At home

Live in me.  Make your home in me just as I do in you.  In the same way that a branch can’t bear grapes by itself but only by being joined to the vine, you can’t bear fruit unless you are joined with me.

Yes, I’m back in John 15:4 again.  Busyness and tiredness often seem to drive me here and every time I read again as if for the first these words.

Words of invitation.  Words of gentle encouragement.

A call to come.  To make my home, as Eugene Peterson later writes, in his love.

And I reflect again upon what that means.  I turn it over and over in my mind.  And I see that, though so often his whispered word to me in this is a bidding to come rest, it is yet also an invitation to find him in the midst of the busyness.

The run-raggedness, the endlessness of juggling, the task-upon-taskness of it all: these things are not a barrier to the John 15 dynamic.  Busyness need not mean a failure to abide.  What matters is that even in my frazzled running I can sit back and know that I choose to do none of this in my own strength, that he will make the decisions about what I get done and what falls to the side, that he alone is the vine and I am but a branch depending entirely on his lifegiving strength.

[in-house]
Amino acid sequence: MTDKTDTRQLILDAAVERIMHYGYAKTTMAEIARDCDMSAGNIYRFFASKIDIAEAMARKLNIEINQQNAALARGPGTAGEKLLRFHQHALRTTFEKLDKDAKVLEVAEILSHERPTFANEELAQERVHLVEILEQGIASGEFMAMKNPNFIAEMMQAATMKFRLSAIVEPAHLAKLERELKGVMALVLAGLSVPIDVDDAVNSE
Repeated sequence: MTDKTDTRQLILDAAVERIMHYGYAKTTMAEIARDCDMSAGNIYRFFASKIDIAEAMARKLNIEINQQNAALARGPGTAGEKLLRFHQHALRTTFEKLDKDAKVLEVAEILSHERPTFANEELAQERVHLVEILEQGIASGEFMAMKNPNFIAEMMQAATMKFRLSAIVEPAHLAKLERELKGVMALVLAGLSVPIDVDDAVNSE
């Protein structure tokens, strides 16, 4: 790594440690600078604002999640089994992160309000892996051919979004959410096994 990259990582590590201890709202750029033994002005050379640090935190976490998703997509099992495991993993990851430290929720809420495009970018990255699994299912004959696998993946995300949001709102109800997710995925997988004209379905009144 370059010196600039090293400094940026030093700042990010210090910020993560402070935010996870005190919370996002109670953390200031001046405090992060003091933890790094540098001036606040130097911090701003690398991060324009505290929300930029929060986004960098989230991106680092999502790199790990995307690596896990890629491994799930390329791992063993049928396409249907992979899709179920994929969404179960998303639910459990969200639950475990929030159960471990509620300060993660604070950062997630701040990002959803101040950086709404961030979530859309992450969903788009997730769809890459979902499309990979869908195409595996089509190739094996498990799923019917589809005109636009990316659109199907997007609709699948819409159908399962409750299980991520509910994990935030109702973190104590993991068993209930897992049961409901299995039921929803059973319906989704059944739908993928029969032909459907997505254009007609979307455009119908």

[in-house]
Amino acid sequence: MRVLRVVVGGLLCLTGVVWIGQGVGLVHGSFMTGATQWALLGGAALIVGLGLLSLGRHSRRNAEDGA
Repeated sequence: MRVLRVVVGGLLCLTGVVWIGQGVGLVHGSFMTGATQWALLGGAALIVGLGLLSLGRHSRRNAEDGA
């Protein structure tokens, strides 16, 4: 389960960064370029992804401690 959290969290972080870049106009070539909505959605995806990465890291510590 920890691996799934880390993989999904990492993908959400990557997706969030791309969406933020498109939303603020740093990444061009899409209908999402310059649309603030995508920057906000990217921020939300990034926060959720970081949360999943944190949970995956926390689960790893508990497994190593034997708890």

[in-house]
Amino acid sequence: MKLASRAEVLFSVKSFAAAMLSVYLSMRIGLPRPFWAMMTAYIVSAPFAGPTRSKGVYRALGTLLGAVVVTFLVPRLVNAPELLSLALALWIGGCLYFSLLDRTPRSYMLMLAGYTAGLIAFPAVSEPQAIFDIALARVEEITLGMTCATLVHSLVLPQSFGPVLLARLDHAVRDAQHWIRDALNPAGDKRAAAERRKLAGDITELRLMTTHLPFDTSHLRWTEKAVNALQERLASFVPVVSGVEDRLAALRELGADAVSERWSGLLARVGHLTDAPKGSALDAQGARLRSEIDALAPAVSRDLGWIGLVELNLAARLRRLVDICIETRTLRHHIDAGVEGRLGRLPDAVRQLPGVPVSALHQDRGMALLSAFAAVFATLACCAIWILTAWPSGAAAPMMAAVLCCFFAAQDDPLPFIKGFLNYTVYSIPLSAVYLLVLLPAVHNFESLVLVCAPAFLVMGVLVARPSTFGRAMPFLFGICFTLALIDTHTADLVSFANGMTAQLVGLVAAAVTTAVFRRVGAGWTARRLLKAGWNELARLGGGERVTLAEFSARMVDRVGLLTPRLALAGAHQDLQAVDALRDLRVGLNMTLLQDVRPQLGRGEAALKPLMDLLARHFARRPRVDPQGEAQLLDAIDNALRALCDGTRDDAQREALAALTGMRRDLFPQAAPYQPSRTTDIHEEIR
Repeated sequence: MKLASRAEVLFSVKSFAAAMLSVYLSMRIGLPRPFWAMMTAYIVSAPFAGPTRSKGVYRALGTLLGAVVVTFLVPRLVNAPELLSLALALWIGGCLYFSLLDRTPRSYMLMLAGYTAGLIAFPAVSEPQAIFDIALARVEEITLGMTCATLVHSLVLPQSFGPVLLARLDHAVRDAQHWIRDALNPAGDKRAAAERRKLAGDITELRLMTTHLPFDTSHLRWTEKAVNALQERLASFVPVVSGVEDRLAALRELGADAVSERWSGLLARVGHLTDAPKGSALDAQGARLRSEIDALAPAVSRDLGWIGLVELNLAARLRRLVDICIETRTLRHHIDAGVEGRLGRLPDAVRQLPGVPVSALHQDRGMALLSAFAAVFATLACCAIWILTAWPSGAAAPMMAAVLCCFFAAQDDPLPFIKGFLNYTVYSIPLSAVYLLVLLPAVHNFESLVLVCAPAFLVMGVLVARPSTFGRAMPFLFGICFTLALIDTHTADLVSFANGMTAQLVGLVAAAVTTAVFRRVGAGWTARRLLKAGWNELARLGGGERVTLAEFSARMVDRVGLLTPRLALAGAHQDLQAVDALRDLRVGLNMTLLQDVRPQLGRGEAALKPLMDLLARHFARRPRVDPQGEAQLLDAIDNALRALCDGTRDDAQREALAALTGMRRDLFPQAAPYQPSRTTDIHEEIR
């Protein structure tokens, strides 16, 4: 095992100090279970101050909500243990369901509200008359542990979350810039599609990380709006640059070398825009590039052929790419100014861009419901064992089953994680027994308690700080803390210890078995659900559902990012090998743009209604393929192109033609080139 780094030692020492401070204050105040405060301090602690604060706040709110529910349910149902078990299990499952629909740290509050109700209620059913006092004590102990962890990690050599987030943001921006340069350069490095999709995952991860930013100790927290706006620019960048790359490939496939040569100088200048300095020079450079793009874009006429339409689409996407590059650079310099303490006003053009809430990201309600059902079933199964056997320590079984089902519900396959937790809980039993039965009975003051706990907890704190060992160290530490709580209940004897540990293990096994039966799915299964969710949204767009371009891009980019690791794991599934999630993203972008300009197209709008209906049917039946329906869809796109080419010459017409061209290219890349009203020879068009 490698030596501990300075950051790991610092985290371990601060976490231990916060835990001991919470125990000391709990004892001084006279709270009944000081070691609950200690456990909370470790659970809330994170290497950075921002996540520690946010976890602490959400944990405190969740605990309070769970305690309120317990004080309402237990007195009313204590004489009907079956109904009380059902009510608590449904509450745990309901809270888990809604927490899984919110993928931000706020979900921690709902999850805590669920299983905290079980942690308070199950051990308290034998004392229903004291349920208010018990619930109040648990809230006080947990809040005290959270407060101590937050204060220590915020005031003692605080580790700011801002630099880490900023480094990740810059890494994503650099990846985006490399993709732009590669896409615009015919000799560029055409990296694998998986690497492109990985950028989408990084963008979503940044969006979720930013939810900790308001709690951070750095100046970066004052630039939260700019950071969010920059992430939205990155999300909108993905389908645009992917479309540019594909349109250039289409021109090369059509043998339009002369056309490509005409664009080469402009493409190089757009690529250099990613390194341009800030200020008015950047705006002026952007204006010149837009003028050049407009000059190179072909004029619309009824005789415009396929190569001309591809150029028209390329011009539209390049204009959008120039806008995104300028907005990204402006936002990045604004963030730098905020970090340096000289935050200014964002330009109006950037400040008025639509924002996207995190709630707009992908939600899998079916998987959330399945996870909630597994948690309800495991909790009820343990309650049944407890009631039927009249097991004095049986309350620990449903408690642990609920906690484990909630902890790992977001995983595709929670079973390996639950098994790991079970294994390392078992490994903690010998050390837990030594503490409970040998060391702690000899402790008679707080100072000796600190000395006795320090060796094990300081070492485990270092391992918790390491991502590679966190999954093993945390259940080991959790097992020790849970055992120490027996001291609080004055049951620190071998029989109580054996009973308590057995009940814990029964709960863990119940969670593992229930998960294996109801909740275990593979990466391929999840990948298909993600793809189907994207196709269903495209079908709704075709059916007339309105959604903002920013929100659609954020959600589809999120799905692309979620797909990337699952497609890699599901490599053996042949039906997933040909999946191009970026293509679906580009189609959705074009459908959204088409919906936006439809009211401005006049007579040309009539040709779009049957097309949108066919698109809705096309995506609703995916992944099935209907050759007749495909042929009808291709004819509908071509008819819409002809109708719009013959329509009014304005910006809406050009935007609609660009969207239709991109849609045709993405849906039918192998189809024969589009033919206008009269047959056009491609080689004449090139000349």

To make my home in him.  It means not that I sit quietly in a place of sanctuary, of ‘home’.  It means that wherever I am, whether at work or at rest, I am at home.  Whether filled with joy or desperation, well-rested or sleep-deprived, firm in faith or of nearly no faith at all, whatever my circumstance, I am at home and everything I do is an abiding in him.  I am at home in his love because he is at home in me, my life entirely constituted by our union.  And now – dependent upon this union – I am always at home because, breathtakingly, everywhere is now him.

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